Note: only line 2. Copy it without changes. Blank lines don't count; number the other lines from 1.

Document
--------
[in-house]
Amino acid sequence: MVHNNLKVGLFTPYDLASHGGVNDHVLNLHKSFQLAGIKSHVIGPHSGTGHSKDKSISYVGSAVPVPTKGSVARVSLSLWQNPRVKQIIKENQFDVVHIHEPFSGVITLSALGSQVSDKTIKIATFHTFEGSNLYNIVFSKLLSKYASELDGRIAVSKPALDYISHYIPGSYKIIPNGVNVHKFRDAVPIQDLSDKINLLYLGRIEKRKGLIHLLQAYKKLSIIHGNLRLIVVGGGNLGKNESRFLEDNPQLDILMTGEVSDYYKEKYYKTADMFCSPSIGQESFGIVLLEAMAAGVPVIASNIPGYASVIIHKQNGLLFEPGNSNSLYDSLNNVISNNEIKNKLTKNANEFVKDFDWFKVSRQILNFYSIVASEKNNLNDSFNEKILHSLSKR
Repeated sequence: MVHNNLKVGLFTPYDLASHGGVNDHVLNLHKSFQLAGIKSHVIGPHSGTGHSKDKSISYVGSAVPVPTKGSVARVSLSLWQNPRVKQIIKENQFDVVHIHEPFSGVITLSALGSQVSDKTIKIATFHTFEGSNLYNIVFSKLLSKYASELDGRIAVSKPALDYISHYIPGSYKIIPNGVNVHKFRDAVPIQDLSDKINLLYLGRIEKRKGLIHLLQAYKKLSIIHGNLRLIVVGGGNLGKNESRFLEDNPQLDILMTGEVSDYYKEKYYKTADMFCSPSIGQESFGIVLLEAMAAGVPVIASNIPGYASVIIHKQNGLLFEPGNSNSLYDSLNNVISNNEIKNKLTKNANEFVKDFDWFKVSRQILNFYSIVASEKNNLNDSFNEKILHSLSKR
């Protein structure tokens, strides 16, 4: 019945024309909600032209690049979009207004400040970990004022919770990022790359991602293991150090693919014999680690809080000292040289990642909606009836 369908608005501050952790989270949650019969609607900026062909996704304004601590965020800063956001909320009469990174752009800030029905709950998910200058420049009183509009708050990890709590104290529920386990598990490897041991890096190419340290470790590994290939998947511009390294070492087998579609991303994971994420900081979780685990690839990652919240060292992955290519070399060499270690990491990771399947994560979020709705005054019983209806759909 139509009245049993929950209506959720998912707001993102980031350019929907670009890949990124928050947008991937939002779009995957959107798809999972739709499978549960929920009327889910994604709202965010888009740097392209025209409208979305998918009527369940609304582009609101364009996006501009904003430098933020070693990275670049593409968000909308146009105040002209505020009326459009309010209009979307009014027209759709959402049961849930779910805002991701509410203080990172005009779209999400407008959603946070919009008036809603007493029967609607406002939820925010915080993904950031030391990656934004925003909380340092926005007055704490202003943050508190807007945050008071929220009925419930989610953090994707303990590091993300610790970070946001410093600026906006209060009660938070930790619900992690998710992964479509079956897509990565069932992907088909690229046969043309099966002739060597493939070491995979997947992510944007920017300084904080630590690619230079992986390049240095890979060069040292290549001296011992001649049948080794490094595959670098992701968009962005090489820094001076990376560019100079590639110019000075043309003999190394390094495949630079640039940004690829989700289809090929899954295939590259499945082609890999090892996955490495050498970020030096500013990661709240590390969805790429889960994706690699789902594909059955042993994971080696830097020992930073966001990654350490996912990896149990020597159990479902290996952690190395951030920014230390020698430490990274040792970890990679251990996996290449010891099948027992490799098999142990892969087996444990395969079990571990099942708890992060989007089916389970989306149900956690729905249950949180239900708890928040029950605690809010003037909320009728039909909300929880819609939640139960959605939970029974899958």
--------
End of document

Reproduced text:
Amino acid sequence: MVHNNLKVGLFTPYDLASHGGVNDHVLNLHKSFQLAGIKSHVIGPHSGTGHSKDKSISYVGSAVPVPTKGSVARVSLSLWQNPRVKQIIKENQFDVVHIHEPFSGVITLSALGSQVSDKTIKIATFHTFEGSNLYNIVFSKLLSKYASELDGRIAVSKPALDYISHYIPGSYKIIPNGVNVHKFRDAVPIQDLSDKINLLYLGRIEKRKGLIHLLQAYKKLSIIHGNLRLIVVGGGNLGKNESRFLEDNPQLDILMTGEVSDYYKEKYYKTADMFCSPSIGQESFGIVLLEAMAAGVPVIASNIPGYASVIIHKQNGLLFEPGNSNSLYDSLNNVISNNEIKNKLTKNANEFVKDFDWFKVSRQILNFYSIVASEKNNLNDSFNEKILHSLSKR